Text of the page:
WTI Crude Oil Falls; Copper, Rubber Climb: Commodities at Close

The Standard & Poor’s GSCI gauge of 24 commodities fell 0.2 percent to 647.17 at 4:57 p.m. Singapore time. The UBS Bloomberg CMCI index of 26 raw materials climbed 0.02 percent to 1,542.687.


West Texas Intermediate fell after its biggest advance in two weeks, with prices failing to breach a technical indicator amid a decline in U.S. stockpiles.

WTI for May delivery fell as much as 43 cents to $93.07 a barrel in electronic trading on the New York Mercantile Exchange. It was at $93.13 at 3:42 p.m. Singapore time. The volume of all futures traded was 58 percent below the 100-day average. The April contract, which expired yesterday, closed 80 cents higher at $92.96.

Brent for May settlement on the London-based ICE Futures Europe exchange slid 15 cents to $108.57 a barrel. The volume of all futures traded was 78 percent below the 100-day average. The

OIL PRODUCTS Asia naphtha’s discount to Brent crude narrowed from the widest level in at least three months. The gasoil margin gained for the first time in four days.

• Light Distillates • Singapore naphtha’s discount to London Brent crude narrows 3 cents to $10.06/bbl as of 11:14 a.m. Singapore time, according to data compiled by Bloomberg. The spread was $10.10 yesterday, the widest since at least Dec. 7, when Bloomberg began compiling the data. • April Japan naphtha swaps down $4.20 to $899.09/mt • April East-West naphtha spread is at $10.08/mt

• Middle Distillates • Singapore 0.05% sulfur gasoil’s premium to Dubai crude rises 82 cents to $16.62/bbl • April gasoil swap down 88 cents to $121.88/bbl • April gasoil swap trades 6 cents/bbl above May contract • April East-West gasoil spread is at 75 cents/mt • Jet fuel regrade at minus 45 cents/bbl • April kerosene swap trades 6 cents/bbl above May contract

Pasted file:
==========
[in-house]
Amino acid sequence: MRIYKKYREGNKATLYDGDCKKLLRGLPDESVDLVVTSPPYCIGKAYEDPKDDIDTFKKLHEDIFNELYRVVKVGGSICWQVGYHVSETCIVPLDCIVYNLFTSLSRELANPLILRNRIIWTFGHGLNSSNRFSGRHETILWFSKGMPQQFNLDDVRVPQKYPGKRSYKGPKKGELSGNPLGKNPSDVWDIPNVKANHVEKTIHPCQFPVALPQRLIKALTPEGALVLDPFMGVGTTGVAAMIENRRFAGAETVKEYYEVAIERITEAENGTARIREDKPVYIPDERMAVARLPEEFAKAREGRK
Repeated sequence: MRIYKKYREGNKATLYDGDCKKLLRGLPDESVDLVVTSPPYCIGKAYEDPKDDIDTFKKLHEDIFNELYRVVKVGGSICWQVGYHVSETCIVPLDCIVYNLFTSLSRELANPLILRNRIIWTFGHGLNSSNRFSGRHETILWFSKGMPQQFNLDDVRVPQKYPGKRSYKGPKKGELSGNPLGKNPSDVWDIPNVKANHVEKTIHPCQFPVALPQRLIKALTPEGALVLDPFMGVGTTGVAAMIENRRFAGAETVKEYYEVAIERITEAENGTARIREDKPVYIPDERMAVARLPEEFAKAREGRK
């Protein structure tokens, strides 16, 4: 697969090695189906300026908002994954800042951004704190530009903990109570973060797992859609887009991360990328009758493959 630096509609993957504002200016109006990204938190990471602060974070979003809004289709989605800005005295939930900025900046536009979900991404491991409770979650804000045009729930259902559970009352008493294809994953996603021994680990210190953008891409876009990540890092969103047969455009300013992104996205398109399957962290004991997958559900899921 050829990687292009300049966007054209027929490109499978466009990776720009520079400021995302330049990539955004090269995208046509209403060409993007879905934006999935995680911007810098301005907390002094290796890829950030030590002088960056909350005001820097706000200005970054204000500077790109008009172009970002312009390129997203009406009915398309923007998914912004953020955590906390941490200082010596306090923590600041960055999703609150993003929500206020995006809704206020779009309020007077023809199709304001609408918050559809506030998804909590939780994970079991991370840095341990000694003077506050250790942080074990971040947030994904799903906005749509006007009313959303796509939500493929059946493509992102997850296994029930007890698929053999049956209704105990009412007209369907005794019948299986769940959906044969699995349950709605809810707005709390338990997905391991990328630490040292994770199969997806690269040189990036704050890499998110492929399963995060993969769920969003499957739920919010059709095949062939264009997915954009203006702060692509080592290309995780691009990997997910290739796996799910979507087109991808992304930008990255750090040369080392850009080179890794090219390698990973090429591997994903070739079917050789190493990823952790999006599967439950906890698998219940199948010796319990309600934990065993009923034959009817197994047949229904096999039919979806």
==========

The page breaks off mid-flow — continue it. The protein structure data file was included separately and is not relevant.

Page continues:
• Fuel Oil • Singapore fuel oil’s discount to Dubai crude narrows 3 cents to $5.85/bbl • April 180-fuel oil swap up 14 cents to $631.16/mt • April fuel oil swap trades 90 cents/mt above May contract


Copper advanced for a second day after a survey from HSBC Holdings Plc and Markit Economics showed China’s manufacturing expanding at faster pace this month. Aluminum, zinc and lead also advanced.

Copper for delivery in three months rose as much as 1.7 percent to $7,750 a metric ton on the London Metal Exchange and


Gold fluctuated near the highest level in more than three weeks as signs that the rally was damping physical demand were countered by investors weighing the outlook for further stimulus and Europe’s debt crisis.

Gold for immediate delivery was little changed at $1,608.01 an ounce at 3:21 p.m. in Singapore. The metal rose to $1,615.76 on March 19, the costliest since Feb. 26, as a levy on bank deposits in Cyprus boosted haven demand. Futures for April were little changed at $1,607.10 on the Comex after falling yesterday as the Federal Reserve cut its U.S. unemployment forecast.

Cash silver advanced 0.3 percent to $28.91 an ounce. Spot


Rubber advanced the most in two months on optimism that economic stimulus in the U.S. would improve demand and as Thailand mulled extending export cuts.

The contract for delivery in August rose 3.2 percent, the biggest gain at close since Jan. 18, to 282 yen a kilogram ($2,944 a metric ton) on the Tokyo Commodity Exchange, paring this year’s loss to 6.8 percent.

Soybeans climbed for a second day to the highest level in almost a week on speculation that demand for U.S supplies will increase because of shipping delays in Brazil, set to be the biggest exporter this year.

The contract for delivery in May gained as much as 0.9 percent to $14.33 a bushel on the Chicago Board of Trade, the highest most-active price since March 15. Futures were at $14.31 by 1:26 p.m. Singapore time, up 5.9 percent from an almost seven-month low on Jan. 11.

Corn for May delivery was little changed at $7.3225 a bushel. Wheat for delivery in the same month was also little changed at $7.3575 a bushel.

Palm oil climbed to the highest level in almost a month on speculation that an increase in exports from Malaysia and a decline in output will reduce inventories in the world’s largest producer after Indonesia.

The contract for delivery in June advanced as much as 1.4 percent to 2,477 ringgit ($794) a metric ton on the Malaysia Derivatives Exchange, the highest price for the most-active

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